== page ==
The officers named as holding these posts is based on data from 2018 that has not been updated by the EW Forces structures.
 Rukovodyashchiy sostav voysk REB VS RF, 2018, Op.Cit.
 A.V. Karpenko, ‘Voyska radioelektronnoy bor’by VS RF istochnik,’ http://bastion-karpenko.ru/army-electronic-rf/, accessed, August 6, 2021; Author interviews with NATO EW officers by VTC, May 12, 2021.
 15-ya otdel’naya brigada radioelektronnoy bor’by (v/ch 71615), http://voinskayachast.net/suhoputnie-voyska/specialnie/vch71615; 16-ya otdel’naya brigada radioelektronnoy bor’by (v/ch 64055), http://voinskayachast.net/suhoputnie-voyska/specialnie/vch64055; 17-ya otdel’naya brigada radioelektronnoy bor’by (v/ch 11666), http://voinskayachast.net/suhoputnie-voyska/specialnie/vch11666; 18-ya otdel’naya brigada radioelektronnoy bor’by, https://66.ru/rabota/office/182022/; 19-ya otdel’naya brigada radioelektronnoy bor’by, http://bmpd.livejournal.com/1852552.html. On December 1, 2015, the 1270th electronic warfare center of the Southern MD, located in a suburb of Rostov-on-Don (military unit No. 62829), was reorganized into the 19th EW Brigade.
 Aleksey Ramm, Dmitriy Litovkin, Yevgeniy Andreyev, ‘V voyska radioelektronnoy bor’by pridet iskusstvennyy intellekt,’ Izvestia, http://izvestia.ru/news/675891, April 4, 2017. The 15th EW Brigade in Tambov, in Western OSK/MD, is subordinated to the General Staff. A. Yasinskiy, ‘Napravlenie deiatelnosti 15-oi otdelnoi brigady radioelektronnoi borby (verkhnovnogo glavnogo komandovaniia) v oblasti radioelektronnoi borby,’ Radioelektronnaia bor’ba v Vooruzhennych Silach Rossiiskoi Federatsii, 2015.
 No exact Russian version of ORBAT exists in official manuals or within the military lexicon. The closest equivalence is gruppirovka sil i sredstv (grouping of forces and means).
 Aleksandr Kruglov, Nikolai Surkov, ‘Pekhotu prikroyut elektronnym zontikom,’ Izvestia, https://iz.ru/744402/aleksandr-kruglov-nikolai-surkov/pekhotu-prikroiut-elektronnym-zontikom, October 10, 2018.
 ‘15-ya otdel’naya brigada radioelektronnoy bor’by (v/ch 71615),’ http://voinskayachast.net/suhoputnie-voyska/specialnie/vch71615, ‘19-ya otdel’naya brigada radioelektronnoy borby,’ http://bmpd.livejournal.com/1852552.html, Accessed, June 17, 2021; Aleksei Ramm, ‘Elektronnaya voyna – mify I pravda (chast 1),’ Voyenno Promyshlennyy Kuryer, http://vpk-news.ru/articles/27272, September 30, 2015.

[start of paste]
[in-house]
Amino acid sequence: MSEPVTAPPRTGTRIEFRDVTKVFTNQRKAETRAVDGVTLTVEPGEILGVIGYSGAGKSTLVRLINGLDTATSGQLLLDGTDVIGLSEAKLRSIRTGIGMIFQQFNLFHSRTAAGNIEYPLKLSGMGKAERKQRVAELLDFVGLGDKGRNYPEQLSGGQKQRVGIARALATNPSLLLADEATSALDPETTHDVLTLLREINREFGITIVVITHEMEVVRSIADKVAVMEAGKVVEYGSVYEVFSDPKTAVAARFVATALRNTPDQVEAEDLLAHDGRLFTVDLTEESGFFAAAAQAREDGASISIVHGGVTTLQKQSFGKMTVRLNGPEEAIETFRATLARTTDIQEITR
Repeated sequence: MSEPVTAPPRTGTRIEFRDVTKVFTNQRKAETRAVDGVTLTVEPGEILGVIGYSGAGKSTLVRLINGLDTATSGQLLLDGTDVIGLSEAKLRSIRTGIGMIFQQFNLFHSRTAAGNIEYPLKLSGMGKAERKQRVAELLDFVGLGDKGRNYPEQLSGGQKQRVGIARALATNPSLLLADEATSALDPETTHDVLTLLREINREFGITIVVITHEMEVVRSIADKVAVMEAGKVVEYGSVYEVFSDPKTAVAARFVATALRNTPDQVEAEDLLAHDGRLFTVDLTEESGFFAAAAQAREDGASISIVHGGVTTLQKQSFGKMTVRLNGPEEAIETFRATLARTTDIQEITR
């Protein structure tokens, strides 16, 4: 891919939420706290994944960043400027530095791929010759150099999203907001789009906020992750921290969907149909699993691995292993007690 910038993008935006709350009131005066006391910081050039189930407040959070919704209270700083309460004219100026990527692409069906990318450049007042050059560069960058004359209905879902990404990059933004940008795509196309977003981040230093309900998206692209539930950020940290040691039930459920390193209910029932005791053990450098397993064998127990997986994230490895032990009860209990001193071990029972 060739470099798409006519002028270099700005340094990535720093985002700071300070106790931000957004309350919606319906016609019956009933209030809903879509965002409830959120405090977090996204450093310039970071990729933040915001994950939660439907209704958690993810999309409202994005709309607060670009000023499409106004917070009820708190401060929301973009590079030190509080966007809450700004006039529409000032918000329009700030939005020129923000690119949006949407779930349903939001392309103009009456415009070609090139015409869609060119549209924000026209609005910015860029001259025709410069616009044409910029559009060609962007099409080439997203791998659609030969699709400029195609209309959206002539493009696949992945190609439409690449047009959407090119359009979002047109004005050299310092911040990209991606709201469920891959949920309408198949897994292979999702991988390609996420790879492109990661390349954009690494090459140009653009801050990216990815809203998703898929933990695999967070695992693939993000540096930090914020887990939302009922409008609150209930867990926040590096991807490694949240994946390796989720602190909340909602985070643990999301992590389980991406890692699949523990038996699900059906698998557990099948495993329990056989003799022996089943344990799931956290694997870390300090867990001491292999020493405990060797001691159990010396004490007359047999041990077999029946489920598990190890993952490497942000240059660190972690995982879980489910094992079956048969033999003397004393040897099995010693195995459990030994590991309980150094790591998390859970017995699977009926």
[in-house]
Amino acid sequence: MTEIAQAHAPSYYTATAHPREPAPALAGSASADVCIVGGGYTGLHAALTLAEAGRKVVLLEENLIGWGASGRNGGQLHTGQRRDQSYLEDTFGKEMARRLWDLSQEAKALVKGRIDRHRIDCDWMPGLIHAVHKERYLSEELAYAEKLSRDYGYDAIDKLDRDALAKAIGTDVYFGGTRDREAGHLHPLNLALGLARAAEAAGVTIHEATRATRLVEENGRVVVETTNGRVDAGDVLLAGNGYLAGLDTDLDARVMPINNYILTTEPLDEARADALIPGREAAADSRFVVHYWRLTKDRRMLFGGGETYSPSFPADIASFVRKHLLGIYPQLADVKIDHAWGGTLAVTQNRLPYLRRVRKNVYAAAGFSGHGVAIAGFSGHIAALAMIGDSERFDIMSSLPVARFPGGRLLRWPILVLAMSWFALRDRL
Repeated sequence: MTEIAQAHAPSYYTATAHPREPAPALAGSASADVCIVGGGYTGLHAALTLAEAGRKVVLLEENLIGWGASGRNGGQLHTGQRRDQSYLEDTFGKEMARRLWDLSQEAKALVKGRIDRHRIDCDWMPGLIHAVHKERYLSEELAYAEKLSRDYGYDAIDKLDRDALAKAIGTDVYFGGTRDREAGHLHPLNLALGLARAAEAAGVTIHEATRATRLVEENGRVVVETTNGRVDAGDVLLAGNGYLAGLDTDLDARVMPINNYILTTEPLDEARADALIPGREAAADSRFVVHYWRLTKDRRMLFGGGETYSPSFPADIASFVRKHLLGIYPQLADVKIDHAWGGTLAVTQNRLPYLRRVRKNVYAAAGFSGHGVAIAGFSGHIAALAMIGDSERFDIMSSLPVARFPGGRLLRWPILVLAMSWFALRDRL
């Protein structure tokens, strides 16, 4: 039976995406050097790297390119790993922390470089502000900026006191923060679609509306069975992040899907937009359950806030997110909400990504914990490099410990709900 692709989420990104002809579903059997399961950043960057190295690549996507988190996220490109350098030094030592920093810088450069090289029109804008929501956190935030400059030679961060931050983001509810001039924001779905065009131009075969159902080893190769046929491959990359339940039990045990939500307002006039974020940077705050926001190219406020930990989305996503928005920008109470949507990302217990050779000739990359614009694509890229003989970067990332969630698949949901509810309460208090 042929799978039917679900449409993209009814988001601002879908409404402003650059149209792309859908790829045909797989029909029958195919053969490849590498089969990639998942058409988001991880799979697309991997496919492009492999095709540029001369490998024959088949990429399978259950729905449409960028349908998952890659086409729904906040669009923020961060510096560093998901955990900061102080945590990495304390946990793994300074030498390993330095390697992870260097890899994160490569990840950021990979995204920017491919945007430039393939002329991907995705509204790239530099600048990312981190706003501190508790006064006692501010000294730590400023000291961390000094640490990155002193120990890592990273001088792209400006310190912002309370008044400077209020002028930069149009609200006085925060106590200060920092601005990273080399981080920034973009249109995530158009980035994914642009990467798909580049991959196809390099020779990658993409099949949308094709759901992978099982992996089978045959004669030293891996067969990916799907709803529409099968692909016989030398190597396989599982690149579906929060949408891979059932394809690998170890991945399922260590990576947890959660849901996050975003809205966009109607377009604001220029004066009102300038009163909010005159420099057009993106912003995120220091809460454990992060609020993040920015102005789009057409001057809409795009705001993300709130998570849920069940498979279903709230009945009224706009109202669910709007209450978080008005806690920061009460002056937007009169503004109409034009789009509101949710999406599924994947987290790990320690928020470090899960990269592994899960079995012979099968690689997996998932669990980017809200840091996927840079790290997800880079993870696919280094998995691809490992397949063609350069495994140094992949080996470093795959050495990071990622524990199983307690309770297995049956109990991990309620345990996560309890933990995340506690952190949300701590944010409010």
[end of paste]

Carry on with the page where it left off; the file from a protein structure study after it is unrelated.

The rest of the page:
‘Spetsialisty REB obshchevoyskovoy armii ZVO podavili sistemu svyazi uslovnogo protivnika v khode ispytaniy kompleksa Palantin v Voronezhskoy oblasti,’ Ministry of Defense of the Russian Federation, https://function.mil.ru/news_page/country/[email protected]&_print=true, July 20, 2021; Anton Lavrov, Aleksei Ramm, ‘Gasi volnu: yug Rossii zakroyut nepronitsayemyye glushilki,’ Izvestia, https://iz.ru/1091042/anton-lavrov-aleksei-ramm/gasi-volnu-iug-rossii-zakroiut-nepronitcaemye-glushilki, November 24, 2020.
 Balybin, V.A, Baturin, Yu.O, Gulidov, A.A, ‘O sovershenstvovaniyi sistemy vooru-zheniya radioelektronnoy bor’by,’ Voyennaya Mysl’, No.4, 2013, pp.38-45.
 KTK seems to be a Russian variant of electronic support.
 Lester W. Grau and Charles K. Bartles, The Russian Way of War; Force Structure, Tactics, and Modernization of the Russian Ground Forces, FMSO: Kansas, Fort Leavenworth, 2016, p. 290.
 Rostec, established in 2007, is the State Corporation for Assistance to Development, Production and Export of Advanced Technology Industrial Product. It specializes in investing in strategically important companies mainly in the defense and high-technology sectors of the Russian economy.
 V. A. Anokhin, V. V. Mikhailov, D. V. Kholuyenko, ‘O napravleniyakh sosredotocheniya usiliy v razvitiyi radioelektronnogo vooruzheniya,’ Voyennaya Mysl’, No.3, 2016, pp. 81–87.
 ‘Upravleniye nachal’nika voysk radioelektronnoy bor’by Vooruzhennykh Sil Rossiyskoy Federatsii,’ Op.Cit.
 M. V. Zhirnov, ‘Organizatsiya podgotovki spetsialistov radioelektronnoy bor’by k dezorganizatsii sistem upravleniya nazemnymi robototekhnicheskimi sredstvami inostrannykh armii,’ Vozdushno-Kosmicheskiye Sily. Teoriya i Praktika, No.14, 2020, pp. 26–40; S. V. Golubev, M. V. Zhirnov, A. I. Chernenko, ‘Obosnovanie dopolnitel’nogo soderzhaniya voenno-professional’noy podgotovki specialistov radio`elektronnoy bor’by v voennom vuze dlya vypolneniya zadach dezorganizacii sistem upravleniya nazemnymi robototehnicheskimi sredstvami inostrannyh armii,’ Vozdushno-Kosmicheskiye Sily. Teoriya i Praktika, No.12, 2019, pp. 75–83.
 V. A. Balybin, ‘Nauchno-issledovatel’skiy ispytatel’nyy institut (radioelektronnoy bor’by) — 60 let na strazhe efira’,’ Voyennaya Mysl’, No.12, 2020, pp. 78–85.
 Viktor Khudoleyev, ‘Strazhniki efira na pravil’nom puti,’ Krasnaya Zvezda, April 15, 2020.
 V. Lobov, P. Chernyshov, O. Gaponov, ‘Sovremennyy opyt organizatsii i prakticheskogo resheniya zadach radio-, radiotekhnicheskogo kontrolya i monitoringa radiochastotnogo spektra vo vzaimodeystvii s federal’nymi organami ispolnitel’noy vlasti Rossiyskoy Federatsii,’ Radioelektronnaya bor’ba v Vooruzhennykh Silakh Rossiyskoy Federatsii – 2017, http://reb.informost.ru/2017/pdf/1-9.pdf, pp. 45–47.
 ‘Spetsialnyye Ucheniya Elektron-2016 Provodyatsya Na Yuge Rossii,’ DefendingRussia.ru, https://defendingrussia.ru/a/cpecialnyje_uchenija_elektron2016_prohodjat_na_juge_rossii-6207/, August 19, 2016.